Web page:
You all had interesting items..quite unique to each of us. Some of us chose manufactured items like Brennan’s older video camera and Celeste’s disco ball and others chose living things like Alexa’s tooth-like plant. I liked Bella’s necklace and the symbolic…reference to Wes Anderson and the Latin phrase which is a compelling one- “I struggle and emerge”. Not only was there a movie reference but also records with Sophia’s album..Wings- Back to the Egg. Must look for Faith’s favourite book The Road. One of my favourite books from high school and after was Hemingway’s Old Man and the Sea. Kayla’s learning the Korean language is notable. Nathan’s item, the times table, connected us all to his home schooled daughter’s work and memories of elementary school tasks. If someone from Mars came upon this collection of items what would they say about us?
I wondered what it was about plants that made them the chosen items more than once. Maybe they are like pets in covid. They keep us company.
It occurred to me that we humans engage with all these items in different ways: we use eyes, ears, voices. We use the whole body to carry a video recorder or to make a necklace. With plants we may engage sight and smell and touch. We poke the dirt checking to see if the plant needs water. Sometimes we talk to them, dust them, we use the whole body to reposition them in a location that helps them to thrive. For Diane, the mushrooms may take her to the woods and to new outdoor places for an on-going investigation. All of these selected items lead to other connections for us as individuals and for us as a kind of collective. Will any of these items appear later in the course as we move through it?
I like the idea that the grade is about engaging with the technology, expanding ideas and imagination. I am not remembering how to add an image to the blog.
Notes on Sol Lewitt Jan. 12/22
Lewitt means that with his conceptual art, all the decisions about the work are made before he begins the piece. When I do projects, I often have a rudimentary idea of where I want to go with the work. I allow for changes in direction as I go along. I let the medium and the process of working inform my project. In other words, there can be surprises as I am making the art work. For Lewitt, “the idea becomes the machine that makes the art”. He knows exactly where he is going when he sets out to actualize the piece. His experimenting may occur in the initial phase because he uses a variety of sources to determine his plan for a piece- he says “all types of mental processes”. In the example we saw in virtual class (Wall Drawing No. 652 Continuous Forms IMA), he used primary colours plus grey. He also repeated dots and lines. He makes all the decisions before he begins to make the project a reality. His concept is form and rules. The instructions for his work…the idea, are so precise and clear that he can have other artists work on one of his projects such that it will evolve as he envisioned it. His idea generates a map that other artists can follow closely.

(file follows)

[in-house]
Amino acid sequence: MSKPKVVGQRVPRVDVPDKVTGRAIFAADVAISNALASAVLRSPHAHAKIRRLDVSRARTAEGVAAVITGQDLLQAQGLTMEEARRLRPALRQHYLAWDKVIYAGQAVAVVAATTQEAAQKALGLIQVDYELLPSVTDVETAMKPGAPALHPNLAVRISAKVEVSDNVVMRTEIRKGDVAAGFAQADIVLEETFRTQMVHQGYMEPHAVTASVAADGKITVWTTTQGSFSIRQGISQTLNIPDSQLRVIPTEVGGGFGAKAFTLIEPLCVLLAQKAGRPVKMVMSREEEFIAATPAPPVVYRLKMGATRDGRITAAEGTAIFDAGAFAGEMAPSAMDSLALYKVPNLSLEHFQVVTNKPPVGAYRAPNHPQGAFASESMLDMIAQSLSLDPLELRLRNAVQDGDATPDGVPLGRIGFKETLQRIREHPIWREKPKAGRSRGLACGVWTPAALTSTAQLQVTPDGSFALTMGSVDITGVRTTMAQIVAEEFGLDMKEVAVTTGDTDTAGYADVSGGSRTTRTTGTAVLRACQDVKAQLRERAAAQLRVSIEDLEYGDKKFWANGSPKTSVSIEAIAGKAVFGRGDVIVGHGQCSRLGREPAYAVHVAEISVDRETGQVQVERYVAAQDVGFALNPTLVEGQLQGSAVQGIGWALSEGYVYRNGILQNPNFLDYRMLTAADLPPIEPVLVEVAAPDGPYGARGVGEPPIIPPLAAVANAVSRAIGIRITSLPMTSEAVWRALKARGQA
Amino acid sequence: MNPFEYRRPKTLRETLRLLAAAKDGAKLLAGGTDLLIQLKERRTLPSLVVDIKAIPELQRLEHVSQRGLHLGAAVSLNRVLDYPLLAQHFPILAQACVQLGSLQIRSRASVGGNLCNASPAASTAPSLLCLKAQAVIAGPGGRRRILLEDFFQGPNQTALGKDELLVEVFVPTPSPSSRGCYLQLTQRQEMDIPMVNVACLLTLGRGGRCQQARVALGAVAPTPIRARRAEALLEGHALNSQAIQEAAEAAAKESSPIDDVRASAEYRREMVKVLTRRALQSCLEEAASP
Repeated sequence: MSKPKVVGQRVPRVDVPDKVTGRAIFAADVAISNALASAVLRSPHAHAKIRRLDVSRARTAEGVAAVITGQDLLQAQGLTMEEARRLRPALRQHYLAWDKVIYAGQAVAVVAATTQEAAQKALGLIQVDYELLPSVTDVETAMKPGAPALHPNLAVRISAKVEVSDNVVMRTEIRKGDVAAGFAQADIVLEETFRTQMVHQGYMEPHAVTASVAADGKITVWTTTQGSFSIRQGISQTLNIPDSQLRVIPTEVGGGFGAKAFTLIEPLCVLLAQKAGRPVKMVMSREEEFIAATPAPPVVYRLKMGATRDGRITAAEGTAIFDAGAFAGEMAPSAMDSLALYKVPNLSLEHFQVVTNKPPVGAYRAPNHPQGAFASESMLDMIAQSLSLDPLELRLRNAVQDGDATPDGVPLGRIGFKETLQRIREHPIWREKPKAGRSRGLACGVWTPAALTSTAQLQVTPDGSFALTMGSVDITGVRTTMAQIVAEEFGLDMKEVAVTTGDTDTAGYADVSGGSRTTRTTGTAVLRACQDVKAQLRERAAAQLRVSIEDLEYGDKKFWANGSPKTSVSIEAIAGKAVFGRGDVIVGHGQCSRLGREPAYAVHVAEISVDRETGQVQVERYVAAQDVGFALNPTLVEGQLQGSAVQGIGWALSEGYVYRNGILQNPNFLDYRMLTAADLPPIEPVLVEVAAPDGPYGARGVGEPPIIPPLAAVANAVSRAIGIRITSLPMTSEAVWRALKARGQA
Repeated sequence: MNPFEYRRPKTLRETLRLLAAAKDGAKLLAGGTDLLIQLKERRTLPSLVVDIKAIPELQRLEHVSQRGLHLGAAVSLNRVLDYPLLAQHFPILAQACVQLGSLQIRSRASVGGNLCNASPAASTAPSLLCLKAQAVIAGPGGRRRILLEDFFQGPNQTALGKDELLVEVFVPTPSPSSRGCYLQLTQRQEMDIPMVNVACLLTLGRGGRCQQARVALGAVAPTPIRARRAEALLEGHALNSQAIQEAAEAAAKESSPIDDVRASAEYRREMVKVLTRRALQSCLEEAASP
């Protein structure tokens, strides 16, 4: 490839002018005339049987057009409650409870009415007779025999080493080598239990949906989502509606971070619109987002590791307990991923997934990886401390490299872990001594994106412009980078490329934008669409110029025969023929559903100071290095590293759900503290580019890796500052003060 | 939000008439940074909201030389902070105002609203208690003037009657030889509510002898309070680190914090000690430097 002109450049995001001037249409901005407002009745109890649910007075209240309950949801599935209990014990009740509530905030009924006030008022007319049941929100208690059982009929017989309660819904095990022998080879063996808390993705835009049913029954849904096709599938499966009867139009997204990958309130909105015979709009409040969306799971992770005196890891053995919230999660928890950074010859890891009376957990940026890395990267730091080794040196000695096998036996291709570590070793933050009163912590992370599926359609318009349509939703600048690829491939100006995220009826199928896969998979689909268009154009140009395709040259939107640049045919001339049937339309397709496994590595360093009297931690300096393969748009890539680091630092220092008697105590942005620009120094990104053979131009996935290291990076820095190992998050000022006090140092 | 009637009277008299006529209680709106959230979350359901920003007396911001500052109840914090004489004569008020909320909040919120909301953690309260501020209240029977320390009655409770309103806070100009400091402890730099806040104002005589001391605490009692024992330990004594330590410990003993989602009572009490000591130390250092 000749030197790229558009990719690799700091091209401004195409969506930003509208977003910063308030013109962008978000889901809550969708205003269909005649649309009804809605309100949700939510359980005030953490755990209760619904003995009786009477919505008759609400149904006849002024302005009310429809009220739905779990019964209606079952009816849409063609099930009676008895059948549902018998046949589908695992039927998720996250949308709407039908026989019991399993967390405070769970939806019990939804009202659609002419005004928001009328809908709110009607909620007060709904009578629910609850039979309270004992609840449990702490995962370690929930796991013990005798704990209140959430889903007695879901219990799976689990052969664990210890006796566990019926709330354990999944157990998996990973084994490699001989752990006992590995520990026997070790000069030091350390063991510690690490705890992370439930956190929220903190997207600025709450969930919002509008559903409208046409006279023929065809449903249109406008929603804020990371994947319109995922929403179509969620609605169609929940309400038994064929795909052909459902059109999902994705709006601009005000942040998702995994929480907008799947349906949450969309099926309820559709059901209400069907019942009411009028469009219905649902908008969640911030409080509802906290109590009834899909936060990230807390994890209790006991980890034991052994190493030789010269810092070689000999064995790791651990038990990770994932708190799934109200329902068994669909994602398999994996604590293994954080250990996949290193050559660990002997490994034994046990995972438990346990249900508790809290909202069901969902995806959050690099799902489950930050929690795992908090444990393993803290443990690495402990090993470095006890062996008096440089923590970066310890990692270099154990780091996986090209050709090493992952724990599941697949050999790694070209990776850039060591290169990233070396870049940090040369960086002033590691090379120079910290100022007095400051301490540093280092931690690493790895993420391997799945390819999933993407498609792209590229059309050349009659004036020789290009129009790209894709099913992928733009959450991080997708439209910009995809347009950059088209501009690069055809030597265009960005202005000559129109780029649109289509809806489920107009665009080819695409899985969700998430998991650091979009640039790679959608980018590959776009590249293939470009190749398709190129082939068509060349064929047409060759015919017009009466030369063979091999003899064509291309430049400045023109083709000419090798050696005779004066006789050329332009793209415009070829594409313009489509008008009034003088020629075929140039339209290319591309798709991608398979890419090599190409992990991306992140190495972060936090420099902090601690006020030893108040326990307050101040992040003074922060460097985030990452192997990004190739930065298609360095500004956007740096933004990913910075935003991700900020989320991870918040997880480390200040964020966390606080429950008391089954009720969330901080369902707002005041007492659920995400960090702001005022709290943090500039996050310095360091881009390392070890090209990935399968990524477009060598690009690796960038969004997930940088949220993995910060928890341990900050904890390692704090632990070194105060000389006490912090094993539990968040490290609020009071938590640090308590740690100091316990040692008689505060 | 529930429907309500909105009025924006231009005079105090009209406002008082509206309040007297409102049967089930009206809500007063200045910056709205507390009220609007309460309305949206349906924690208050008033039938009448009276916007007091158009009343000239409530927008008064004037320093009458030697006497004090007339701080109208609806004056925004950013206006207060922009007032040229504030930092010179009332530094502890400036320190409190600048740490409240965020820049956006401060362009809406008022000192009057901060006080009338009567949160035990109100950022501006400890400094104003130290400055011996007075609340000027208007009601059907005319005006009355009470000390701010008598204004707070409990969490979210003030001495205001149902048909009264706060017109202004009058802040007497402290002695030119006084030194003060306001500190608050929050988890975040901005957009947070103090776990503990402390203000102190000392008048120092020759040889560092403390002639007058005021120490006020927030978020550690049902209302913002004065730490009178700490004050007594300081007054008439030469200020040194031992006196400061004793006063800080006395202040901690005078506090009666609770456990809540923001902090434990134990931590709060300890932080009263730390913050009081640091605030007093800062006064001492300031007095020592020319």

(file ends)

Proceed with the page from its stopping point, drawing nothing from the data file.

What does the artist’s actual hand have to do with the final work in a conceptual art context? The artist’s hand is not revered as it has been in other styles of art. For example, in an abstract art course, I was told not to remove any paint marks on the sides of the canvas as this is part of the history of the artist’s work on the piece. It may have to do with authenicity. The artist’s hand/body in abstract work is key. Lewitt regards the idea as the most important thing. Actualizing the idea is not essential, so the artist’s hand is not important. Further, any artists’s hand can create the actual piece once the idea is formulated. He says the idea is purposeless so not only is the hand of the artist not important but the idea is not theoretical. It is to be mentally interesting. He describes the development of the idea as intuitive, objective and subjective and the concept is form and rules intended to engage the mind. The centrality of the idea frees the maker of the skill of the artist as a craftsman.
Notes on Yoko Ono Jan 13/22